Photography is one of those hobbies or artistic pursuits that seems really easy and simple right up until you attempt it. Suddenly, getting amazing photos that can be turned into awesome cheap canvas prints is incredibly difficult. Even if you manage to avoid some of the most common mistakes of the newbie photography enthusiast that can make your photo on canvas look awful – poor focus, poor composition, overuse of flash, etc. – you still probably look at your photos and think they’re just, well, boring. The fact is, while following the basic advice of every photography blog everywhere will give you photos that are perfectly acceptable, is ‘acceptable’ what you really want for your wall art – even if your wall art is made up of cheap canvas prints?
No, of course not – you want photos that at least grab the eye and make people pay attention. So, if you’ve mastered the basics and are looking to bring your photo skills to a more artistic level, there are some easy things you can start doing. None of these tips will transform you into a celebrated photographic genius, but they will make your ordinary photos just slightly less ordinary – and slightly more suited for the photo on canvas treatment.
Photo on Canvas Tip #1: Change the Angle
Are your photos looking a bit dull? Nothing wrong with the composition, everything in focus, lighting handled well, but you still yawn when you look at them? Ask yourself if you’re shooting every photo from dead centre, or every photo from exactly the same angle because you’re conscious of the ‘rule of thirds’ so you always shift to one side?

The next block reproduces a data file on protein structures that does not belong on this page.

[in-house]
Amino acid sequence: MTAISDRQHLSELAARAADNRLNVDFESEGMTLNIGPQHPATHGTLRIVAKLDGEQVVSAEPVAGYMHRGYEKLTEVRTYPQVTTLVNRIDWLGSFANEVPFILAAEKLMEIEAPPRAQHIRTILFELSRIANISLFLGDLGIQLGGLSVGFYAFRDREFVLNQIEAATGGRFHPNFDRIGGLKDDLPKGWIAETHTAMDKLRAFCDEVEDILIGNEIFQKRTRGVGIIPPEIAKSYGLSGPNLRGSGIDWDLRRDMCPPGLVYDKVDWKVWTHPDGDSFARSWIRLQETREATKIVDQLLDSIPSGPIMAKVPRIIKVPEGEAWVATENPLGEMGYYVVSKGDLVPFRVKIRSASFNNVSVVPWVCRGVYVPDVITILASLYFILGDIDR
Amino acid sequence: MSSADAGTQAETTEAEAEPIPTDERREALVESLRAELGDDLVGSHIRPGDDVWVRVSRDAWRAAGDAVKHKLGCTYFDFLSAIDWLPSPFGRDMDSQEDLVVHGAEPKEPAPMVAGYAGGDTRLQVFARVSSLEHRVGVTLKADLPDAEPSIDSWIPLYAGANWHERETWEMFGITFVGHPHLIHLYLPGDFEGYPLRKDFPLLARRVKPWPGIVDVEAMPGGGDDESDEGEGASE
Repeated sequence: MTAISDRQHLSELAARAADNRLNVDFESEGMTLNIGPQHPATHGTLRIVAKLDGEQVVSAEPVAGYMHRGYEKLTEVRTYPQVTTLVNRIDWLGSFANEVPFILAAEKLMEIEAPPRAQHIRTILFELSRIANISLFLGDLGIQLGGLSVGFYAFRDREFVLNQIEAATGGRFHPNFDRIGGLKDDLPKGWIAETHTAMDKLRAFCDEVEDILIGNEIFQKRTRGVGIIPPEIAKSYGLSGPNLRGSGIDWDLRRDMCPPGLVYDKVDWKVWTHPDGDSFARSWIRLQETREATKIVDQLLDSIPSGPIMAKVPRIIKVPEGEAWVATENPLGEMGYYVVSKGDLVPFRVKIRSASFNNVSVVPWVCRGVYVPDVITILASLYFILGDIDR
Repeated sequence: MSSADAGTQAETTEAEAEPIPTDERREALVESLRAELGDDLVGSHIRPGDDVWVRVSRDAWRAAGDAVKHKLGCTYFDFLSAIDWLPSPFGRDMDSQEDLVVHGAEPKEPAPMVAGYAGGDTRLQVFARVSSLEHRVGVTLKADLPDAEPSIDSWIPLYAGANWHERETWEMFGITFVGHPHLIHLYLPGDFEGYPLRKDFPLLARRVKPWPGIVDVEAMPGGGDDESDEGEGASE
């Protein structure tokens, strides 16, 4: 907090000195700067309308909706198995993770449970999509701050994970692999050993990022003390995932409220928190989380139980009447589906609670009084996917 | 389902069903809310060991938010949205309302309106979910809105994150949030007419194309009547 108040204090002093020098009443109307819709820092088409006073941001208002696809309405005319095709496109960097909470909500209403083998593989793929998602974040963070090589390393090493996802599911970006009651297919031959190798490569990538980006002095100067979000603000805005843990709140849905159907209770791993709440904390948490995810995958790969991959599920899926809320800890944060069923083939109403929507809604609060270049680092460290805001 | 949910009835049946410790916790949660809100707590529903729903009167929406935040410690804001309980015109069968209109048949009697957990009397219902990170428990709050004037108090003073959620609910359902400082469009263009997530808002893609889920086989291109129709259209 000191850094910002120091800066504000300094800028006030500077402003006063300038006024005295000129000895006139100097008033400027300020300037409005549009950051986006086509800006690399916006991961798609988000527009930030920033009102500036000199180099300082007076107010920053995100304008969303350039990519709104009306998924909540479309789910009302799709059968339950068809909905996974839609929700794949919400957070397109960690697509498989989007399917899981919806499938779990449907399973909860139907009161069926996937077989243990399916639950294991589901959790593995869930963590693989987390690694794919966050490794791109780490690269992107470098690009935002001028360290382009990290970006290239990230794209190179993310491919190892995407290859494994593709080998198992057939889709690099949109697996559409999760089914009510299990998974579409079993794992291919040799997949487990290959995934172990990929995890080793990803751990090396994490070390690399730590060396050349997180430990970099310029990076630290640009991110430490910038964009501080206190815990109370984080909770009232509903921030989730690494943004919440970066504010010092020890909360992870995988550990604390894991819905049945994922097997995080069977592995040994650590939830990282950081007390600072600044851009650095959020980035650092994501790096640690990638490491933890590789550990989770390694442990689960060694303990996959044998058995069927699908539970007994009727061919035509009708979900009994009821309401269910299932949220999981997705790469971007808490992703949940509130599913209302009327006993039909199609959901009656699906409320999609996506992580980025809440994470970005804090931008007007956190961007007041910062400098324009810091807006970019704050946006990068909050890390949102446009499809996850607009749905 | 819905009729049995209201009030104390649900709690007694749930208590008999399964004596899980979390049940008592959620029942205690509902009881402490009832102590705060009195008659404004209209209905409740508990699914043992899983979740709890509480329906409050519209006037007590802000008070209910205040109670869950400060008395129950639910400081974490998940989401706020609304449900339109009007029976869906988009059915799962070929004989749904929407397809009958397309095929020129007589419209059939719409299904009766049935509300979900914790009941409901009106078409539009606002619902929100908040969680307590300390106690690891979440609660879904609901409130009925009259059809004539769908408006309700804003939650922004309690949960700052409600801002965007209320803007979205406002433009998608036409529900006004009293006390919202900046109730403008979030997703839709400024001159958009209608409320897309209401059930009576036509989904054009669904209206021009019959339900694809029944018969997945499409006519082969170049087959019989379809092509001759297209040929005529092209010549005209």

One easy way to make your photos more interesting is to change up the angle. Get low to the ground for street shots, or higher up for landscapes. Tilt the camera for a canted ‘Dutch’ angle – whatever feels interesting. The best part about this tip is you can still hedge the risk by taking a ‛normal’ or typical shot first, so you have coverage in case your more experimental photos don’t work out.
Photo on Canvas Tip #2: Play with the Foreground
Another easy way to make your photos more interesting is to add an aspect of depth. Often photographers just starting out will have the focal point of their photo be right there, obvious – and a bit flat. Instead, scout the area and think about framing the shot so something else is right up in ‘front’ of the frame while your true subject is further away. This immediately gives the eye a sense of distance, making a flat, two-dimensional image seem three-dimensional because of the reference point you’ve added to the photo.
The additional benefit of this is to make the viewer work just a little harder to see what’s going on, because their eyes will be pulled immediately to the foreground, and only then will they shift their focus to see the true subject of the photo. This creates an air of mystery and kinetic, dynamic motion in the picture that can’t fail.
Simple ideas, but so often we’re so focused on the complexity of art we forget the simple techniques that work so well. Try these out on your next photographic adventure, and if you come up with some more interesting shots, click here and we’d be pleased to turn them into great-looking cheap canvas prints.